In 2019, Dr. Daniel Diaz, who had just completed his family medicine residency at Loma Linda University Health in California, continued on with his graduate medical education in Las Vegas and was awarded a sports medicine fellowship at the UNLV School of Medicine. He became a team physician for UNLV men’s football, basketball, and soccer and for women’s basketball, soccer, volleyball, and softball.
But this year, his career took a pivot in the middle of his sports medicine fellowship; he ended up as the site medical director for UNLV Medicine curbside testing program for COVID-19.
“Like everyone else, I was horrified by the devastation of COVID-19 and wanted to do anything I could to help. It’s why I got into medicine," Diaz said. "I immediately reached out to Dr. Elissa Palmer, the medical school’s chair of family medicine, and asked to be involved with the COVID pandemic response in any way I could. With her support, I was able to streamline the curbside testing protocol that would allow physicians, medical assistants, and various other UNLV staff to provide high-quality care to the community.”
Streamline he did. Dr. Michael Gardner, the UNLV Medicine CEO, says it was Diaz’s attention to detail that made it possible to increase from testing one patient every 10 minutes to being able to test seven patients in 10 minutes.
Here's more about the 2016 graduate of the College of Osteopathic Medicine of the Pacific.
Something people would be surprised to learn about you
Well, at one point I did sell cars for a living — I was one of the honest ones. A lot of people are also surprised to learn that I did not start medical school until I was 32. It’s never too late!
Describe a time in your life when you were daring.
Being a doctor wasn’t always the plan. After working several sales jobs in my youth, I decided to return to school. Upon graduating with a bachelor’s degree in kinesiology with the intention of becoming a physical therapist, I felt a calling to reassess my plans and just knew I wanted to try and become a physician. I call it daring because I was not ‘pre-med,’ nor did I personally know anyone in the profession. At the time I did not have a mentor to guide and advise me. I just did what I could to get shadowing experience with a doctor and meet application requirements while studying for the MCAT (a standardized test taken to get into medical school). I took a chance, and I made it. I was accepted into my top-choice medical school and here I am today.
Inspiration to get into your field
Since I was a kid, I always loved playing sports. As a result, I was also always injured. During my doctor visits and rehab treatments, I was genuinely interested in the process. I would even research things on my own time to get a better understanding. It sparked the passion that I have for the medical field today.
Specialization in family medicine
Pretty early on in medical school I became aware of health disparities in underserved communities. Being bilingual in English and Spanish, I am able to communicate and understand my Spanish-speaking patients in a way they may not have experienced before. I also enjoy the continuity and ability to treat all members of the family. I think that establishes a real sense of trust between me and my patients.
Specialization in sports medicine
I decided to complete a sports medicine fellowship so that I can help patients with sports or musculoskeletal injuries, including athletes and non-athletes. As a sports medicine physician, I can provide care for most non-surgical injuries, including fractures, overuse injuries, concussions, tendon or muscle injuries, and minor in-office procedures. At UNLV, aside from providing emergent sideline care, I also work closely with the athletic trainers to provide care to injured athletes to help them safely return to sports with minimal time away from the game.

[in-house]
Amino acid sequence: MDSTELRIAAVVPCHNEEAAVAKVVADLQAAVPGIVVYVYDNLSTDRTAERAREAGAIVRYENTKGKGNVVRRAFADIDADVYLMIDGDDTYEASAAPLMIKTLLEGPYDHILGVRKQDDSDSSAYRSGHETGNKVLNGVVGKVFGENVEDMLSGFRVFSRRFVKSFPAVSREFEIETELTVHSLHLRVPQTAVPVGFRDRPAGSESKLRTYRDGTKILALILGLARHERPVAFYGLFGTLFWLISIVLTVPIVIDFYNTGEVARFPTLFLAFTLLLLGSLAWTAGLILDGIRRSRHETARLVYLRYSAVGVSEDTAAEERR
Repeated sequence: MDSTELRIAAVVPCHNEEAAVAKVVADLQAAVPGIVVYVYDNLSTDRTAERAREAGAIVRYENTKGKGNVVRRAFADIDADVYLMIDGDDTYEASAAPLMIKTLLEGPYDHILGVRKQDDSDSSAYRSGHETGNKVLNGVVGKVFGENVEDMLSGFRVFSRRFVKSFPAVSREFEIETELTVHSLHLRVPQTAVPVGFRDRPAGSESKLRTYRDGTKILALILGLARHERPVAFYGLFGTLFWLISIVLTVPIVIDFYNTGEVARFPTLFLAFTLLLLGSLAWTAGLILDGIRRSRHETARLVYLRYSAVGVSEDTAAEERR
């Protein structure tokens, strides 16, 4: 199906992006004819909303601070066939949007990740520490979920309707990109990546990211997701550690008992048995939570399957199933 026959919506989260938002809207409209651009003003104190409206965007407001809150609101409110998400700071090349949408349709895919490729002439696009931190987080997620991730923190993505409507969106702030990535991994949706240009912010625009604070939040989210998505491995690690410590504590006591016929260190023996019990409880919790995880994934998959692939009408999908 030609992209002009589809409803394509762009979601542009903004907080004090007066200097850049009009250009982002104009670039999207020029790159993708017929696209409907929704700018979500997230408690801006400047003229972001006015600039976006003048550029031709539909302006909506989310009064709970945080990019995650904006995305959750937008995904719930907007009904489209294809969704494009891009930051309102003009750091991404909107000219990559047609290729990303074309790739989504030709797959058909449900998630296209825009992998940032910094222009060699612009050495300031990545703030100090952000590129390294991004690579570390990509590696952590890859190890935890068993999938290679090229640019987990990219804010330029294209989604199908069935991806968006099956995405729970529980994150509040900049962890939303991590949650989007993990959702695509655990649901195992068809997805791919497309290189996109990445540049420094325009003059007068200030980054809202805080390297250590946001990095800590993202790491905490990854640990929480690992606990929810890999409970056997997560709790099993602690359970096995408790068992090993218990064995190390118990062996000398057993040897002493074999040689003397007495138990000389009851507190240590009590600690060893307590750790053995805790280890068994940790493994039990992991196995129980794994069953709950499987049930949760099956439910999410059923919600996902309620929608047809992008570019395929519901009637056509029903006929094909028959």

Outside of your medical career, what are you passionate about?
Mentoring is something that I’m really passionate about. I like inspiring people, helping them network and make connections — or just being someone they can trust to give them some honest insight.
Advice for your younger self when things got tough
Everything will work out in due time.
A favorite holiday food or tradition with your family
I love my mom’s tamales. The last decade has been a busy one. I look forward to spending more time with my extended family whenever possible and making new traditions with my wife and 2-year-old son.
The most surprising thing about Las Vegas
I was no stranger to visiting Vegas for a fun getaway. But there is just so much more to Las Vegas than the Strip. People are genuinely friendly and there is a strong sense of pride here. I believe in Vegas Strong.
Is there a silver lining to the pandemic?
It's a tragedy that so many lives already have been lost to COVID-19. If there had to be a silver lining in all of this it may be highlighting the importance of routine vaccinations. Scientists are working hard to find a vaccine for this coronavirus. But there are routine vaccines that exist to prevent unnecessary death from previous pandemics and illnesses. We are seeing now the damage and devastation that it can reap on public health.
What you’ll most remember about working in curbside testing
I’ll most remember the appreciation from patients. Some of them drive off giving us two thumbs up, while others hold up signs saying, ‘Thank you.’ Another thing I’ll remember is the community members who donated essential materials to our staff. On the first very day of the curbside testing, a community member drove up to our testing site to drop off bottled water for the staff.
Tell us about a moment in your life where you’d like a do-over.
I truly don’t have any regrets. There may have been times that seemed like failures, but I like to think I learned from my experiences and they got me where I am today.